From a New York Times article on Google's earnings announcement yesterday:
The company topped published forecasts on Thursday, reporting that its net income in the first quarter jumped more than 37 percent from the recession-mired quarter a year ago. Sales grew 23 percent from the period a year earlier.
But the stock was down nearly 5 percent in after-hours trading because the results were lower than the "whisper number" of analysts, the unpublished estimate that some analysts give clients....
On average, Wall Street analysts surveyed by Thomson Reuters expected Google to report profit, excluding items like the cost of stock options, of $6.60 a share and net revenue of $4.95 billion. The per-share whisper number was about 15 cents higher, according to whispernumber.com.
When even the New York Tmes, in a routine earnings article, is linking to a paid Web site offering information about "the unpublished estimate that some analysts give clients," estimates that are different from the estimates published by Thomson Reuters, it's enough to cause the anti-fraud antennae of even a skeptic of regulation such as myself to quiver. Of course, it's the Securities and Exchange Commission's regulation of this kind of information that gives the whispers whatever value they have in the first place. I guess you can argue that anyone who buys or sells a stock based on a "whisper number" doesn't deserve to be protected from their own silliness, but the whole thing runs counter to the ideas of transparency and equal information that undergird the rules. Who is doing the whispering and what are they giving in exchange for getting the whispers? The whole subject is ripe for investigation.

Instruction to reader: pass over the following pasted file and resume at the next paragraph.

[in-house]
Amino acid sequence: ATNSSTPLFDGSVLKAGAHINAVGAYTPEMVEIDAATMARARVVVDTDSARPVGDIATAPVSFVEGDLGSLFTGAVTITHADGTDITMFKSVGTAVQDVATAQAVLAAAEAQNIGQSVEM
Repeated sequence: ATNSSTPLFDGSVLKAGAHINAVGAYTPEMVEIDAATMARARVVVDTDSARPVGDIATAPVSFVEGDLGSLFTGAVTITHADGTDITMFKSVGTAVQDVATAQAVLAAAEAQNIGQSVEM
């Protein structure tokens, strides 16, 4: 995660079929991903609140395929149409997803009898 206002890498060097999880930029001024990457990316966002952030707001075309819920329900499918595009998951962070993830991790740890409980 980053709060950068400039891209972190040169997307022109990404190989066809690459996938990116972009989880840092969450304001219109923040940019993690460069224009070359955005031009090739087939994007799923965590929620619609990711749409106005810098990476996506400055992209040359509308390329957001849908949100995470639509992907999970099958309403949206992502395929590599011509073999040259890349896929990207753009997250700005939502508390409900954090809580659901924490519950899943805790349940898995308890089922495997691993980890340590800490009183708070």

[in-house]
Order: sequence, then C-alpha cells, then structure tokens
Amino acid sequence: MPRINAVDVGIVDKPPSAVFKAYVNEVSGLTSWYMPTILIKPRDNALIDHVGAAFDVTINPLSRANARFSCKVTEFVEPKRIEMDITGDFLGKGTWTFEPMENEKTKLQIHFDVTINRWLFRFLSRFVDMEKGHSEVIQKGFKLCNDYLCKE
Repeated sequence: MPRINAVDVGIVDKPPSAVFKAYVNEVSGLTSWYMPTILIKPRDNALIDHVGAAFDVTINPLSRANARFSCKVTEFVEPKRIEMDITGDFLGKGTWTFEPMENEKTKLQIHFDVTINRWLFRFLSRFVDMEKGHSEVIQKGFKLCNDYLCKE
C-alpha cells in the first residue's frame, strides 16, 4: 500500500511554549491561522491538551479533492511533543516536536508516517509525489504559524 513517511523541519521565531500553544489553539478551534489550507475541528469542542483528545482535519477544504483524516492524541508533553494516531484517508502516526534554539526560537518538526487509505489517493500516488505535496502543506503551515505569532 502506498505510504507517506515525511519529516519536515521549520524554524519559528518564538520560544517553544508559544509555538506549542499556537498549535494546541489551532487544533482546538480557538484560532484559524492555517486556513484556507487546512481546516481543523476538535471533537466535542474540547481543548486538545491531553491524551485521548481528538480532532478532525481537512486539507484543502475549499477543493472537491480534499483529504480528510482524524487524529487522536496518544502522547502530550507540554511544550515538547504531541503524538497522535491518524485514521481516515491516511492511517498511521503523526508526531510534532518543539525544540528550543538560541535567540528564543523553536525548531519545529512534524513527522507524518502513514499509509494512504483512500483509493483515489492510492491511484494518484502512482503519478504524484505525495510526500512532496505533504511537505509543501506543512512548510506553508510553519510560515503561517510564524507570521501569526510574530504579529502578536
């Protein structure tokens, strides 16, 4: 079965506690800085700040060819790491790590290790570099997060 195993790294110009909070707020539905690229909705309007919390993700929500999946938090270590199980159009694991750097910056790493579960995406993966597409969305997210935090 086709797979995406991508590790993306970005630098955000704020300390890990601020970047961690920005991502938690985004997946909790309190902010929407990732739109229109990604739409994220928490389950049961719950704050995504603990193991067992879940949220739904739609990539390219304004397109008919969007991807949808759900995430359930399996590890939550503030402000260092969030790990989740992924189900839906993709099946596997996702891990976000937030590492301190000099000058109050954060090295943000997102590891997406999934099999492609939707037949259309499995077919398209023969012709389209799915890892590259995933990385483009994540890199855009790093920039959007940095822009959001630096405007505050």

Update: The founder of the Whisper number site has a comment below addressing some of these issues. It is worth reading.
Disclosure: Long Google. I used the whisper-number-related selloff this morning to buy some more.